The recovery time for arthroscopic knee surgery is four to six weeks. That’s what it always is, and it’s what Shanahan said specifically for Moore’s case. I have no doubt Moore will work hard to rehab to get back as soon as possible, but don’t hold your breath for the opener, no matter what Moore is hoping for.
***QB Donovan McNabb has a reputation keeping things light in the locker room and the media, and it’s one reason why he’s generally well-liked and respected by his teammates. We got a taste after practice today when McNabb took the podium to speak to reporters for the first time since being ruled out of Friday’s game.
“They told me it was just a ‘sprain,’ he said, complete with a two-handed quotes gesture. Most of the reporters present got the joke. If McNabb can poke fun at Albert Haynesworth’s rant from Saturday night, it sets a tone for the rest of the team. And from a reporter’s perspective, a little levity is always good.
And for what it’s worth, things around Haynesworth on the practice field didn’t seem too tense this morning while media were permitted to watch. Haynesworth and a few other defensive linemen were laughing with position coach Jacob Burney before they started strip drills.
***QB Rex Grossman fumbled twice against Baltimore last week and was under heavy pressure on several snaps. There were a few plays on which the Ravens blitzed six players when the Redskins were protecting Grossman with only the five offensive linemen. The backfield was either empty or the backs/tight end lined up wider and went out on pass routes.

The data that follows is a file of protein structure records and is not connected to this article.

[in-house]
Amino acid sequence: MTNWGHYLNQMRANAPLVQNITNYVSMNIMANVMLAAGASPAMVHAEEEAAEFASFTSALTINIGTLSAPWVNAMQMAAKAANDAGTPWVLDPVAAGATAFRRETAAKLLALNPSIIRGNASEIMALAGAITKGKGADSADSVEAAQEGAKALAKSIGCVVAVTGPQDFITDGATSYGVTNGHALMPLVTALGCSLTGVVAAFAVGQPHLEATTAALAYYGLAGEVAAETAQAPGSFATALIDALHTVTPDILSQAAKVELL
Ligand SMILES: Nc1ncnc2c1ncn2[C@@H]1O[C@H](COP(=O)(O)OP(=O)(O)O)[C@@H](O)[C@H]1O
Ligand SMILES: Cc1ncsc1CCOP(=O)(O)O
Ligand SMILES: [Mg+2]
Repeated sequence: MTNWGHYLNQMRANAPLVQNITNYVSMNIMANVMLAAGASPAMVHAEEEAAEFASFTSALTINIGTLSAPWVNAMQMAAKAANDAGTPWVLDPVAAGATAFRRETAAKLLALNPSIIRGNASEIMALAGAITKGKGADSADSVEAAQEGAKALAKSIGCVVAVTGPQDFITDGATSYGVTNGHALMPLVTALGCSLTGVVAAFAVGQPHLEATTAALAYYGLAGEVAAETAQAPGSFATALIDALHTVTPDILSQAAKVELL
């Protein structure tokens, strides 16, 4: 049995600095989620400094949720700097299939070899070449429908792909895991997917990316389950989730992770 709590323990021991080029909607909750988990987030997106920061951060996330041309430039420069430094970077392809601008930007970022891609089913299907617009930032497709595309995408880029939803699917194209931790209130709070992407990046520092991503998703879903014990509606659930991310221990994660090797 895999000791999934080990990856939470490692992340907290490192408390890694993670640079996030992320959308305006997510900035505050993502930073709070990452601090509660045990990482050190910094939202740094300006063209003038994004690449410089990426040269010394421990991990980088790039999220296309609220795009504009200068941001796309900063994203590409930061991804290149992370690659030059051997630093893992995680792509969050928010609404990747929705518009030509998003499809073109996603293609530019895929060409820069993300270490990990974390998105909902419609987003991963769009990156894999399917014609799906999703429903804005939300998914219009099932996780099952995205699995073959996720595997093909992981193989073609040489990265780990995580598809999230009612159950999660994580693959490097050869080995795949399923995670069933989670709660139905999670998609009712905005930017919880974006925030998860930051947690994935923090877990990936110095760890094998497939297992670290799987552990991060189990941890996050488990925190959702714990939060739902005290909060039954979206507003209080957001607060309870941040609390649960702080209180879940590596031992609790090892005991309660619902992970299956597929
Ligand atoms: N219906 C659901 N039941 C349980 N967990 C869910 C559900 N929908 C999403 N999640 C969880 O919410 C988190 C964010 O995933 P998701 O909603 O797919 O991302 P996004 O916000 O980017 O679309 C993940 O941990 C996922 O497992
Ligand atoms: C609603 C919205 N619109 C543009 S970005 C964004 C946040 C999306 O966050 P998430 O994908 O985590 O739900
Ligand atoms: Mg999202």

Clearly the Redskins aren’t going to win that numbers game. It was a bit curious, though, that they didn’t check to a protection that could handle the blitz. As it turns out, these were instances of the Redskins wanting to stick with a certain play in the preseason for evaluation purposes.
“There’s no doubt we would have a plan for that,” Grossman said. “We didn’t because we don’t have a plan for that yet. We’ll be ready in the regular season. When teams see that on tape, we’ll be ready.”
In the regular season, expect the Redskins’ line to either slide differently to account for pressure up the middle or for them to keep another player in to block.
***Either decisions about playing time distribution haven’t been shared with players as recently as this morning (doubtful) or players are following orders not to share them with media (likely). We reporters are learning this week how scarce information is going to be during the regular season under Mike Shanahan. Shanahan does it for strategic reasons, but it makes our jobs tougher. It’s one of many contrasts from the Jim Zorn Era.
***Kory Lichtensteiger worked at left guard and Edwin Williams was at center during the portion of practice media were permitted to observe. Both guys have worked at both positions during training camp, but Williams had been more entrenched recently at left guard and Lichtensteiger at center. Versatility is imperative for any reserve linemen, and my impressions are that Williams and Lichtensteiger are leading candidates for those roster spots.